May 26-May 27
Spring on Source Lake has become, over the past two decades, a busy scene with camp projects and outdoor education classes. Despite Pathfinder’s early school programming being cancelled for a second year, we just hosted a unique early-season educational event. Camp was called into service by the government, and in the process got to witness some cool rescuer moves, and practice our Covid-adaptive safety measures on the island.
On May 26-27, Pathfinder served as the host site for a large-scale Algonquin Park inter-agency training session, merging four of the entities serving central Ontario for emergency response and search/rescue. The two-day event involved medical response exercises, aircraft safety and technique seminars, and land-water-air victim transport simulations.
The 40 participants hailed from Ontario Parks emergency management, Renfrew County’s “Sierra Teams” wilderness paramedics service, Canada’s Base Trenton JRCC Search and Rescue unit, and Algonquin Park's team of wardens and pilots.
Having helicopters, float planes and Hercules C130 giants overhead was fascinating learning, but our May Crew headmen were also providing some teaching to the teams, coaching paramedics and wardens in stroke work, shore landings, and portaging. They even ran some chilly waters trip training, including canoe T-rescues, In’s & Out’s, and canoe-raft backboard transports.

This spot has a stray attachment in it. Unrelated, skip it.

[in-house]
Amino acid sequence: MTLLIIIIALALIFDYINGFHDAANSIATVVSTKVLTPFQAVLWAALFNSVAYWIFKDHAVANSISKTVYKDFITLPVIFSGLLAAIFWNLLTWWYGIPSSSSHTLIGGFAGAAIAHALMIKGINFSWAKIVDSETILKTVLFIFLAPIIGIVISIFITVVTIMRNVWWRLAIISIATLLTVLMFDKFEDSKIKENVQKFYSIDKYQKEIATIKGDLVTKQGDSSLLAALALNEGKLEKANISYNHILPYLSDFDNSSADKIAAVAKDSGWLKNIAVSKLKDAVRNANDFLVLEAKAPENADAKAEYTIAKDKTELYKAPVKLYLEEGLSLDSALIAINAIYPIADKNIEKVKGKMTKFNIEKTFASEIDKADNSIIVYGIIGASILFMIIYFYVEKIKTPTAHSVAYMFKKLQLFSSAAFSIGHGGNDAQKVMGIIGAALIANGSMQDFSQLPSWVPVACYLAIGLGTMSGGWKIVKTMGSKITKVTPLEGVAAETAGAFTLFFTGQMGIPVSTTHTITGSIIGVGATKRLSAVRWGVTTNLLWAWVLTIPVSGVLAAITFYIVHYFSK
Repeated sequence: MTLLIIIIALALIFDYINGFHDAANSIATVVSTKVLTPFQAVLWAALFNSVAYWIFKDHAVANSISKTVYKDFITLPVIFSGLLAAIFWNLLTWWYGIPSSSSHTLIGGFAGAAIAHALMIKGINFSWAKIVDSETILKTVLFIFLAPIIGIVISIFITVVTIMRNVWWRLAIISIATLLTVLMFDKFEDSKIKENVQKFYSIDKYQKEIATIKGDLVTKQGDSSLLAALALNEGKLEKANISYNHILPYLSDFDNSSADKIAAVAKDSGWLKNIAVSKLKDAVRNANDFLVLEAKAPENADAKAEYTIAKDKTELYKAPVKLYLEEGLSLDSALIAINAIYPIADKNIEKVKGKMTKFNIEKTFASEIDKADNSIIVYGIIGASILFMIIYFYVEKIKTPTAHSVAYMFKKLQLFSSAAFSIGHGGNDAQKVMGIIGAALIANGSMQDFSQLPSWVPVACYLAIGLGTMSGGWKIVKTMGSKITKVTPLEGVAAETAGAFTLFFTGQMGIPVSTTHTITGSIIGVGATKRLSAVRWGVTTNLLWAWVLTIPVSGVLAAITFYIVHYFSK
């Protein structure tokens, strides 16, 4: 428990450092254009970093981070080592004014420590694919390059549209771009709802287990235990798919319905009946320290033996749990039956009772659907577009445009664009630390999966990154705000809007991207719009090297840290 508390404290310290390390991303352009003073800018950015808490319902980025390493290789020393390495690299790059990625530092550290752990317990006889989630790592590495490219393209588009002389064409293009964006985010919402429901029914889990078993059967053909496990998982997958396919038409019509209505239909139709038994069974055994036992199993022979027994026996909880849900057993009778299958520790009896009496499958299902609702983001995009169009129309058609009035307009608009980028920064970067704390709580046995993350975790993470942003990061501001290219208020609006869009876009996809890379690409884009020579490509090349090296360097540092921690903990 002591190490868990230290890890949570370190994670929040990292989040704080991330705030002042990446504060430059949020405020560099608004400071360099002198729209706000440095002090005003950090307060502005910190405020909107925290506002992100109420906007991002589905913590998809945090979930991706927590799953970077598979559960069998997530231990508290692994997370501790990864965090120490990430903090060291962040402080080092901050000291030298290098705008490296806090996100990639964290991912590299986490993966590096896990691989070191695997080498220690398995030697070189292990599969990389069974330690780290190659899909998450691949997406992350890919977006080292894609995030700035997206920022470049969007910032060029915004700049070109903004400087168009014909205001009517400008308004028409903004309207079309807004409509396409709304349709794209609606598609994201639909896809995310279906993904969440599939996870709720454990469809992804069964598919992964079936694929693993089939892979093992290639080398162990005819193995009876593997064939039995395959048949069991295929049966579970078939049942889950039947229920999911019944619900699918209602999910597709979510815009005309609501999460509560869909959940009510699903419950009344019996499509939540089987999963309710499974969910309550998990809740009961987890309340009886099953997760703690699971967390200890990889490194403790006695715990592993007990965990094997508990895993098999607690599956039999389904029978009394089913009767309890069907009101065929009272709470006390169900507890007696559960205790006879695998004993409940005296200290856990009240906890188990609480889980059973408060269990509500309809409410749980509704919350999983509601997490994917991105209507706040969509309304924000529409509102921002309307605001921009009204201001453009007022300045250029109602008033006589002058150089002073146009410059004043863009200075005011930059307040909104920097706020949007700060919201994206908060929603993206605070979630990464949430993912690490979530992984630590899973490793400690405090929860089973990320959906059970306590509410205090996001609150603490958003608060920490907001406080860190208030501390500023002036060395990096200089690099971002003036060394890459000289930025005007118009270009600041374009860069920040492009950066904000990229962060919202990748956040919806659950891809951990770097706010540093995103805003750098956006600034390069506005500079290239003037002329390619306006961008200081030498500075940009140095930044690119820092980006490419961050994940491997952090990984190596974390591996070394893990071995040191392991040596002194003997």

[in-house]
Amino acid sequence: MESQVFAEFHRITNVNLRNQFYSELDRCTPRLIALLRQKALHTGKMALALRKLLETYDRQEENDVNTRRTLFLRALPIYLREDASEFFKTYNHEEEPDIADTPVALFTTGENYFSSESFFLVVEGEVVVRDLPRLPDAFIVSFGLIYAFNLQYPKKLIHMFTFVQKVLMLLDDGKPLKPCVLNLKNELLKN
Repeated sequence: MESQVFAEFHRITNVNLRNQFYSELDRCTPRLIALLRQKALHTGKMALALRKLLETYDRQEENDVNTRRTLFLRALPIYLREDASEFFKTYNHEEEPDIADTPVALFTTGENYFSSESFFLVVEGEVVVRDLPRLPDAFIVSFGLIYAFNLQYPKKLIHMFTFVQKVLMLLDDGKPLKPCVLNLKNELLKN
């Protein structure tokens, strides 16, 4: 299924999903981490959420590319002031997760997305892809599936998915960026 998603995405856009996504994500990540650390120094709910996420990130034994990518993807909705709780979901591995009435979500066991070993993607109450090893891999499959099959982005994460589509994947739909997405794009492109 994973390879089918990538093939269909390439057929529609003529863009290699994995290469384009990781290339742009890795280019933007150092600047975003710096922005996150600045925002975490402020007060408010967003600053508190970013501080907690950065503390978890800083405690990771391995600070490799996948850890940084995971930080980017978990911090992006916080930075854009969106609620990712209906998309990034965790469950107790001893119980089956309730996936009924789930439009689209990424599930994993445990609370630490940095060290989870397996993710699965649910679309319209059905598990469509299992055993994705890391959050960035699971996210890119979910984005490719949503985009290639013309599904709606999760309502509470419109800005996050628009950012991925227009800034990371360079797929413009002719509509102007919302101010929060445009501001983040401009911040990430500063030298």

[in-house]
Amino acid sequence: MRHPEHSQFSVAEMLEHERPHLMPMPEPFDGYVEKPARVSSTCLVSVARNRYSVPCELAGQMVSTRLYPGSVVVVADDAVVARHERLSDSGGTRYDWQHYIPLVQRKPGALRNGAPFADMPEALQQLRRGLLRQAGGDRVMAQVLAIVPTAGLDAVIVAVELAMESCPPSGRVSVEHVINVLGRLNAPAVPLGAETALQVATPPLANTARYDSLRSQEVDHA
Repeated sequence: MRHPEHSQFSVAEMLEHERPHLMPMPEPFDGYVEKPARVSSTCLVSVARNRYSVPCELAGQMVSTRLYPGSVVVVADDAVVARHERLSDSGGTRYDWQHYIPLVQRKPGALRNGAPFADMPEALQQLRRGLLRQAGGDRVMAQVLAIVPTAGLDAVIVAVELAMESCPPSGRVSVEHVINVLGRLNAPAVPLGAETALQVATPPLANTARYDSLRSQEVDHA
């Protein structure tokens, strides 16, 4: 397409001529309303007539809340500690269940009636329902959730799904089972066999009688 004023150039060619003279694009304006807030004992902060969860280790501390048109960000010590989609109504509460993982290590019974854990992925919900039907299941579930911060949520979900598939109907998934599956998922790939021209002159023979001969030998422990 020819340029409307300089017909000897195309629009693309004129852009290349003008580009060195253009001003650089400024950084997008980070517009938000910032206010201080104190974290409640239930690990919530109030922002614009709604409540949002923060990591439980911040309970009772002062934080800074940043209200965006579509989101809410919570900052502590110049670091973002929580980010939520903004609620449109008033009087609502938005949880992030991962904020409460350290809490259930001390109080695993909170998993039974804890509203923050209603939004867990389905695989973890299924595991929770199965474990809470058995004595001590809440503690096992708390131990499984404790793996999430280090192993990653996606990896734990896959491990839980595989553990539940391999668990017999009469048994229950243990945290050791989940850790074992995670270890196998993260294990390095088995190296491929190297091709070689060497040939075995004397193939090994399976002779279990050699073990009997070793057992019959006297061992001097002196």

Our guests and staff followed strict Pathfinder and Ontario Covid safety guidance, with masking, hand-hygiene, cleaning/disinfection, distanced living (1 per tent), and personal food service courtesy of Chef David Cooke and his staff from our park neighbors at Arowhon Pines Resort.
Pathfinder has always been fortunate to have good relations with Algonquin’s managers, and this year’s partnership is part of a beneficial evolving relationship with Ontario Parks. We’re joining the emergency response landscape here in a new way. Pathfinder trips are the ultimate winners in terms of knowledge and safety. In fact, the elite JRCC SaRTechs (Search and Rescue Technicians) and their planes and helo’s are responsible for ten million square kilometers of Canada and that includes all our AA trip river regions around James and Hudson Bays. Now they’re getting to know our Headmen by name, and our camp culture by cooperation.
We shared some great workshops and meals, learning a lot. We practiced our Covid procedures and found they can be smooth, leaving room for fun. We also saw some cool air operations over Source Lake and will share pictures with everyone in the coming days.
For now, it’s back to getting Camp ready for all of you to arrive. Hang in there, check out our Camp 2021 page, and keep in touch with all the Pathfinder news for June!